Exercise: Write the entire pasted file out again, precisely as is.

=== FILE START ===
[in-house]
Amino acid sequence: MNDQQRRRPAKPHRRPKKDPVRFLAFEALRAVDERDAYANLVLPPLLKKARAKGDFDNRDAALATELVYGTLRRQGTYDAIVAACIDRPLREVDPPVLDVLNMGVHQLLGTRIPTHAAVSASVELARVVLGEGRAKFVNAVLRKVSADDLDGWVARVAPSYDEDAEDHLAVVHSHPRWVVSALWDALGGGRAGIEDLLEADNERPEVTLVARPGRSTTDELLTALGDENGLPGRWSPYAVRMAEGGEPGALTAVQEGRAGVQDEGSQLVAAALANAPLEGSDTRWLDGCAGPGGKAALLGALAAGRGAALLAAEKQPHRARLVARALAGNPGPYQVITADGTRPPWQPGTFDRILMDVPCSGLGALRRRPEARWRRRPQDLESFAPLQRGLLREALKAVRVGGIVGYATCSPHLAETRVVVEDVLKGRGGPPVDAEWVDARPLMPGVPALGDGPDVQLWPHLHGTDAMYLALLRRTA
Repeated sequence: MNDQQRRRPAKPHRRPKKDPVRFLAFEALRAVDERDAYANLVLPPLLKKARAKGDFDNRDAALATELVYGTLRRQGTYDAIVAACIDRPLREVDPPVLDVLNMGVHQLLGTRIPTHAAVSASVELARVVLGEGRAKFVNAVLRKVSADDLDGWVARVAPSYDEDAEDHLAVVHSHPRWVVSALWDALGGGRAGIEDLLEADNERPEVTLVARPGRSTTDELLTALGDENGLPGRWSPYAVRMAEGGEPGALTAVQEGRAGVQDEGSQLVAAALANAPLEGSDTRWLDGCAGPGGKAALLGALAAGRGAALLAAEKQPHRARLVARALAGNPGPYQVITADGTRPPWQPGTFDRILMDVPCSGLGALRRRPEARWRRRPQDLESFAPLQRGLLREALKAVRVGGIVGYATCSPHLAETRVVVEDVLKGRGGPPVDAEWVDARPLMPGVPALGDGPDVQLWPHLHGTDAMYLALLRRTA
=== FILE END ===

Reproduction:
[in-house]
Amino acid sequence: MNDQQRRRPAKPHRRPKKDPVRFLAFEALRAVDERDAYANLVLPPLLKKARAKGDFDNRDAALATELVYGTLRRQGTYDAIVAACIDRPLREVDPPVLDVLNMGVHQLLGTRIPTHAAVSASVELARVVLGEGRAKFVNAVLRKVSADDLDGWVARVAPSYDEDAEDHLAVVHSHPRWVVSALWDALGGGRAGIEDLLEADNERPEVTLVARPGRSTTDELLTALGDENGLPGRWSPYAVRMAEGGEPGALTAVQEGRAGVQDEGSQLVAAALANAPLEGSDTRWLDGCAGPGGKAALLGALAAGRGAALLAAEKQPHRARLVARALAGNPGPYQVITADGTRPPWQPGTFDRILMDVPCSGLGALRRRPEARWRRRPQDLESFAPLQRGLLREALKAVRVGGIVGYATCSPHLAETRVVVEDVLKGRGGPPVDAEWVDARPLMPGVPALGDGPDVQLWPHLHGTDAMYLALLRRTA
Repeated sequence: MNDQQRRRPAKPHRRPKKDPVRFLAFEALRAVDERDAYANLVLPPLLKKARAKGDFDNRDAALATELVYGTLRRQGTYDAIVAACIDRPLREVDPPVLDVLNMGVHQLLGTRIPTHAAVSASVELARVVLGEGRAKFVNAVLRKVSADDLDGWVARVAPSYDEDAEDHLAVVHSHPRWVVSALWDALGGGRAGIEDLLEADNERPEVTLVARPGRSTTDELLTALGDENGLPGRWSPYAVRMAEGGEPGALTAVQEGRAGVQDEGSQLVAAALANAPLEGSDTRWLDGCAGPGGKAALLGALAAGRGAALLAAEKQPHRARLVARALAGNPGPYQVITADGTRPPWQPGTFDRILMDVPCSGLGALRRRPEARWRRRPQDLESFAPLQRGLLREALKAVRVGGIVGYATCSPHLAETRVVVEDVLKGRGGPPVDAEWVDARPLMPGVPALGDGPDVQLWPHLHGTDAMYLALLRRTA